David Bourget (Western Ontario)
David Chalmers (ANU, NYU)
Rafael De Clercq
Jack Alan Reynolds
Learn more about PhilPapers
The basic linguistic phenomenon of presupposition is commonplace and intuitive, little different from the relation described by the word presuppose in its everyday usage. In ordinary language, when we say that someone presupposes something, we mean that they assume it, or take it for granted. The term is used in the same way when we talk of a speaker presupposing something, although typically we are interested in those assumptions which are revealed by what the speaker says. To begin with the most venerable case of presupposing, first discussed by Frege 1892, when a speaker makes an assertion, “there is always an obvious presupposition that the simple or compound proper names used have reference.” So a speaker who says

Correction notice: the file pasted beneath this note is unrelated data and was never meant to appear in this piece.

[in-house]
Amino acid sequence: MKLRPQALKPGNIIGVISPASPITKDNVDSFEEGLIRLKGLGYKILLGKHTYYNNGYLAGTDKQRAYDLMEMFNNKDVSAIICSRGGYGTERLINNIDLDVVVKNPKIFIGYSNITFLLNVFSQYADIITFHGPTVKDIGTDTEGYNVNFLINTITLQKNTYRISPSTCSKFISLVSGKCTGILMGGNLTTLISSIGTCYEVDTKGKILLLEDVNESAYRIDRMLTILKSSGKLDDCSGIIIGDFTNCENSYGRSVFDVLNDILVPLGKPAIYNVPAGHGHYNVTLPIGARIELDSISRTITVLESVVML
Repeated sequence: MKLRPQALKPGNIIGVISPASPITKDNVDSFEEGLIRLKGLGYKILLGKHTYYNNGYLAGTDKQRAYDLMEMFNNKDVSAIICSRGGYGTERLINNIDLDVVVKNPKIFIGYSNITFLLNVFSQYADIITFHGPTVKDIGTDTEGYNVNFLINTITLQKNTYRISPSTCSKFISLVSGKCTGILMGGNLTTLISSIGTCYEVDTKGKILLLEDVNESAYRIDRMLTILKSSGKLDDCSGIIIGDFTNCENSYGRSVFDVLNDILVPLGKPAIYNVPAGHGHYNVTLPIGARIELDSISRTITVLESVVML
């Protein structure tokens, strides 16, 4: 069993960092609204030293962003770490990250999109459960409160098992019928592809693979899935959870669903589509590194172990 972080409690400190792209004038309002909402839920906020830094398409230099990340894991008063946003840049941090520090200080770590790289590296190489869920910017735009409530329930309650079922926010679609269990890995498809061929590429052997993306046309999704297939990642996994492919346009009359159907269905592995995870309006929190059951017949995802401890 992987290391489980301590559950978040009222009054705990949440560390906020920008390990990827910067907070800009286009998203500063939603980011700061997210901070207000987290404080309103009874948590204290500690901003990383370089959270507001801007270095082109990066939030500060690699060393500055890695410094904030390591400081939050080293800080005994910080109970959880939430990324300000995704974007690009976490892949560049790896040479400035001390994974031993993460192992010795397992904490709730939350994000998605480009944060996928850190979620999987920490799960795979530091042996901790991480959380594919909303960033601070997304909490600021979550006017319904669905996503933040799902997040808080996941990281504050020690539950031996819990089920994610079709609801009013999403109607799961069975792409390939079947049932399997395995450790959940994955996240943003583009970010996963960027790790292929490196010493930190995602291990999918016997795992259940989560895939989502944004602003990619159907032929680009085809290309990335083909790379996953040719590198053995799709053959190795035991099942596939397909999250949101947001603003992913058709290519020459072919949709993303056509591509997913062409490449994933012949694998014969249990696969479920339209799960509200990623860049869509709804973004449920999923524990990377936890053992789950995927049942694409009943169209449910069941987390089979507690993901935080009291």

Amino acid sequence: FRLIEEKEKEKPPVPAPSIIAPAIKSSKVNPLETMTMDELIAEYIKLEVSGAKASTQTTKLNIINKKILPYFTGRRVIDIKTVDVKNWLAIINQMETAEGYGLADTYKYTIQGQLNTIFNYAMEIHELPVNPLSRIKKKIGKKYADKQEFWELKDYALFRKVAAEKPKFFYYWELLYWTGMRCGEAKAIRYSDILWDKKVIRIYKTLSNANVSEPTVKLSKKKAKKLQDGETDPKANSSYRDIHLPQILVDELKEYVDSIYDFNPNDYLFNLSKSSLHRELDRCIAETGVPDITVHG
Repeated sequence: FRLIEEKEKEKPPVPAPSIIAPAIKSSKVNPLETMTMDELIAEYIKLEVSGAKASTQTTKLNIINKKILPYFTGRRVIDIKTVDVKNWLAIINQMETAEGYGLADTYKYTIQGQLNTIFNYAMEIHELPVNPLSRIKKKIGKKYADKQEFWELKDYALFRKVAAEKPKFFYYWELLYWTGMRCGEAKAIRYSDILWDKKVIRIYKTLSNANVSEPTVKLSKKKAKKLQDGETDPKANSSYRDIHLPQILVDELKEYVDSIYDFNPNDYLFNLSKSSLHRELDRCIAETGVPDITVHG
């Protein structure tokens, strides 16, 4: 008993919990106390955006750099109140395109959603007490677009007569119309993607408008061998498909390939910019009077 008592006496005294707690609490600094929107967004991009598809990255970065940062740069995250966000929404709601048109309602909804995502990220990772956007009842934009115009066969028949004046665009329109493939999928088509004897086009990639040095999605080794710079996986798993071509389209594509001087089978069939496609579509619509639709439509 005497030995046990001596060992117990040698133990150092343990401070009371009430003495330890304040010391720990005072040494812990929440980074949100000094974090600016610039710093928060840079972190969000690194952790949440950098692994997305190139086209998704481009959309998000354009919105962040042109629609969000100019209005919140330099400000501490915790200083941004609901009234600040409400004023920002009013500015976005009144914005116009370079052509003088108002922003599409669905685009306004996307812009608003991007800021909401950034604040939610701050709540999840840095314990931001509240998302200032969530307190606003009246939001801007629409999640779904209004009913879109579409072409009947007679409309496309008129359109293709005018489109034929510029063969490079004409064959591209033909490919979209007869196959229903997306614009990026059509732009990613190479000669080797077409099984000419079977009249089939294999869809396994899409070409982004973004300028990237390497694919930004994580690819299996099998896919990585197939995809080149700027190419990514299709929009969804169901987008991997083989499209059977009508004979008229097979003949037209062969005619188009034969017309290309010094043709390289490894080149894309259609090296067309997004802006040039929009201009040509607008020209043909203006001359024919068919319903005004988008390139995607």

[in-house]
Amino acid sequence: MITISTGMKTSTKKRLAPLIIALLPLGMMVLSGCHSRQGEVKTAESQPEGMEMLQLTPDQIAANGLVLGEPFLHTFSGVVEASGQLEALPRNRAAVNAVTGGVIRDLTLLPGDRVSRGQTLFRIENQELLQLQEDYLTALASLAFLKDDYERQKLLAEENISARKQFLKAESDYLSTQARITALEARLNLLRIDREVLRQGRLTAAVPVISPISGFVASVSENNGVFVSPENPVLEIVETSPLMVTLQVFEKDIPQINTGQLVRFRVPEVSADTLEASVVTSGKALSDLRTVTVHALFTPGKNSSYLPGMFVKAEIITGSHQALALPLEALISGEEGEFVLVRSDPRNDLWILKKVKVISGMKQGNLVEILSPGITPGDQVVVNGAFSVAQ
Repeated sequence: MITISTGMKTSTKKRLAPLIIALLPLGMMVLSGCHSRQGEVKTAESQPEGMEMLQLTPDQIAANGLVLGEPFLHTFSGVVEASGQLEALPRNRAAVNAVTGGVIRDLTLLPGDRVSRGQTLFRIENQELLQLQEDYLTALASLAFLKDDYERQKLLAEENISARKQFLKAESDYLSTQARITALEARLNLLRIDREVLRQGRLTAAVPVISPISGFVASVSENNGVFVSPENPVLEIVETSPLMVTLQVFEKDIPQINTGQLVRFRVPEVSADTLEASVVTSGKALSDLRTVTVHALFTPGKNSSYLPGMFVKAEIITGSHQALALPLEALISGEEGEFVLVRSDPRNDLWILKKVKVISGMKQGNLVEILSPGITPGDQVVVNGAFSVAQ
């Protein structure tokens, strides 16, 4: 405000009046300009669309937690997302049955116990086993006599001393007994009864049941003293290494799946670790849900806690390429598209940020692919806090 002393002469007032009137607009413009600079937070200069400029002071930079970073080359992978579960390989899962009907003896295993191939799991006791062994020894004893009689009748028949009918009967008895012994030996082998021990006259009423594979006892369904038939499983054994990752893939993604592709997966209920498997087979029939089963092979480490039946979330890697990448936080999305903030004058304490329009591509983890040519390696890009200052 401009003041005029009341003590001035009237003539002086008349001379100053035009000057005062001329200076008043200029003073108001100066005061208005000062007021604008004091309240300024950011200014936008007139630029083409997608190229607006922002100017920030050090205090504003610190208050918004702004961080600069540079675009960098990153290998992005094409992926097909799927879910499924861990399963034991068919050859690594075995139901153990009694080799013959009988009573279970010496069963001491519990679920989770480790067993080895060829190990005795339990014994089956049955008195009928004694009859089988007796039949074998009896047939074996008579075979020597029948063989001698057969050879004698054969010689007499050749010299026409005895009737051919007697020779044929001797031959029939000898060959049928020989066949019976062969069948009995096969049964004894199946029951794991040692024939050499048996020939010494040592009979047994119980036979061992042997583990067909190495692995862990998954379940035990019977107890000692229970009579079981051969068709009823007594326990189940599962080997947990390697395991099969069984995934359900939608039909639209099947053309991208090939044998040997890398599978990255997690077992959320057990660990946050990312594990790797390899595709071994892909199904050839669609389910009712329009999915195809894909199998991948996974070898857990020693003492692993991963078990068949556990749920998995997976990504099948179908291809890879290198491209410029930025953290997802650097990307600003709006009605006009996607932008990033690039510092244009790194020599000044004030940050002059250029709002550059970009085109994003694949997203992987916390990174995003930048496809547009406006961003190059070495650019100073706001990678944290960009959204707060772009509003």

|Keywords||No keywords specified (fix it)|
|Categories||categorize this paper)|
|Through your library||Only published papers are available at libraries|
Similar books and articles
Berit Brogaard, Comments on Philippe Schlenker's Be Articulate! A Pragmatic Theory of Presupposition Projection.
Mark Textor (2000). Knowledge Transmission and Linguistic Sense. Theoria 15 (2):287-302.
Richard Moran (2005). Problems of Sincerity. Proceedings of the Aristotelian Society 105 (3):341–361.
Mandy Simons (2003). Presupposition and Accommodation: Understanding the Stalnakerian Picture. [REVIEW] Philosophical Studies 112 (3):251 - 278.
Robert May (2006). The Invariance of Sense. Journal of Philosophy 103 (3):111-144.
Uta Bindreiter (2002). Why Grundnorm?: A Treatise on the Implications of Kelsen's Doctrine. Kluwer Law International.
Added to index2010-06-29
Total downloads16 ( #84,333 of 1,004,639 )
Recent downloads (6 months)1 ( #64,617 of 1,004,639 )
How can I increase my downloads?